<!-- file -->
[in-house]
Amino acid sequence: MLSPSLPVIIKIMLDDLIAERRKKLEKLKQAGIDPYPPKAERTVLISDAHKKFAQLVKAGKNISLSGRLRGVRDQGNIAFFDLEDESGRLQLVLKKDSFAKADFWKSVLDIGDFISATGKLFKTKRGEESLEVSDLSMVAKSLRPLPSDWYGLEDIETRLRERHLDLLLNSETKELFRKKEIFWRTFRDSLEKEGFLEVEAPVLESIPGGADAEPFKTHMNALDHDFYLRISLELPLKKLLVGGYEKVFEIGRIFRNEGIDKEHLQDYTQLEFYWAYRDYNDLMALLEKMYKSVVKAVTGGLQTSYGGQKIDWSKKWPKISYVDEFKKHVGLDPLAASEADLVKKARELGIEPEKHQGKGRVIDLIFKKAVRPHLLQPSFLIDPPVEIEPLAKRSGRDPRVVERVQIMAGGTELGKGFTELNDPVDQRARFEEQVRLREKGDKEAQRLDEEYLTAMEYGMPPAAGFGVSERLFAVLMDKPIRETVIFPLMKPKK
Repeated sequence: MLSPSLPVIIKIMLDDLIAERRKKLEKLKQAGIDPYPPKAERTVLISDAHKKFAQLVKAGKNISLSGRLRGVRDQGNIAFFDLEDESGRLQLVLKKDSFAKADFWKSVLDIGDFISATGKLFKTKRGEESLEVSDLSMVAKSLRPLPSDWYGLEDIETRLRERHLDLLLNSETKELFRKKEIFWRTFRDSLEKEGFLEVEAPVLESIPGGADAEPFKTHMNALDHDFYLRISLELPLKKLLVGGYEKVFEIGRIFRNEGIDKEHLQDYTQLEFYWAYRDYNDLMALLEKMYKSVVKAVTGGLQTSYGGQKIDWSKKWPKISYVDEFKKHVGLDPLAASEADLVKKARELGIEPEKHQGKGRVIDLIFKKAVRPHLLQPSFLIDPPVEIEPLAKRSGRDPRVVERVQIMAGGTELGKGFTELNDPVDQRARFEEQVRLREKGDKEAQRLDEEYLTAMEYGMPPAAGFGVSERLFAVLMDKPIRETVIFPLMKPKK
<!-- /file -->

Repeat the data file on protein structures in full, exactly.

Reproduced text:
[in-house]
Amino acid sequence: MLSPSLPVIIKIMLDDLIAERRKKLEKLKQAGIDPYPPKAERTVLISDAHKKFAQLVKAGKNISLSGRLRGVRDQGNIAFFDLEDESGRLQLVLKKDSFAKADFWKSVLDIGDFISATGKLFKTKRGEESLEVSDLSMVAKSLRPLPSDWYGLEDIETRLRERHLDLLLNSETKELFRKKEIFWRTFRDSLEKEGFLEVEAPVLESIPGGADAEPFKTHMNALDHDFYLRISLELPLKKLLVGGYEKVFEIGRIFRNEGIDKEHLQDYTQLEFYWAYRDYNDLMALLEKMYKSVVKAVTGGLQTSYGGQKIDWSKKWPKISYVDEFKKHVGLDPLAASEADLVKKARELGIEPEKHQGKGRVIDLIFKKAVRPHLLQPSFLIDPPVEIEPLAKRSGRDPRVVERVQIMAGGTELGKGFTELNDPVDQRARFEEQVRLREKGDKEAQRLDEEYLTAMEYGMPPAAGFGVSERLFAVLMDKPIRETVIFPLMKPKK
Repeated sequence: MLSPSLPVIIKIMLDDLIAERRKKLEKLKQAGIDPYPPKAERTVLISDAHKKFAQLVKAGKNISLSGRLRGVRDQGNIAFFDLEDESGRLQLVLKKDSFAKADFWKSVLDIGDFISATGKLFKTKRGEESLEVSDLSMVAKSLRPLPSDWYGLEDIETRLRERHLDLLLNSETKELFRKKEIFWRTFRDSLEKEGFLEVEAPVLESIPGGADAEPFKTHMNALDHDFYLRISLELPLKKLLVGGYEKVFEIGRIFRNEGIDKEHLQDYTQLEFYWAYRDYNDLMALLEKMYKSVVKAVTGGLQTSYGGQKIDWSKKWPKISYVDEFKKHVGLDPLAASEADLVKKARELGIEPEKHQGKGRVIDLIFKKAVRPHLLQPSFLIDPPVEIEPLAKRSGRDPRVVERVQIMAGGTELGKGFTELNDPVDQRARFEEQVRLREKGDKEAQRLDEEYLTAMEYGMPPAAGFGVSERLFAVLMDKPIRETVIFPLMKPKK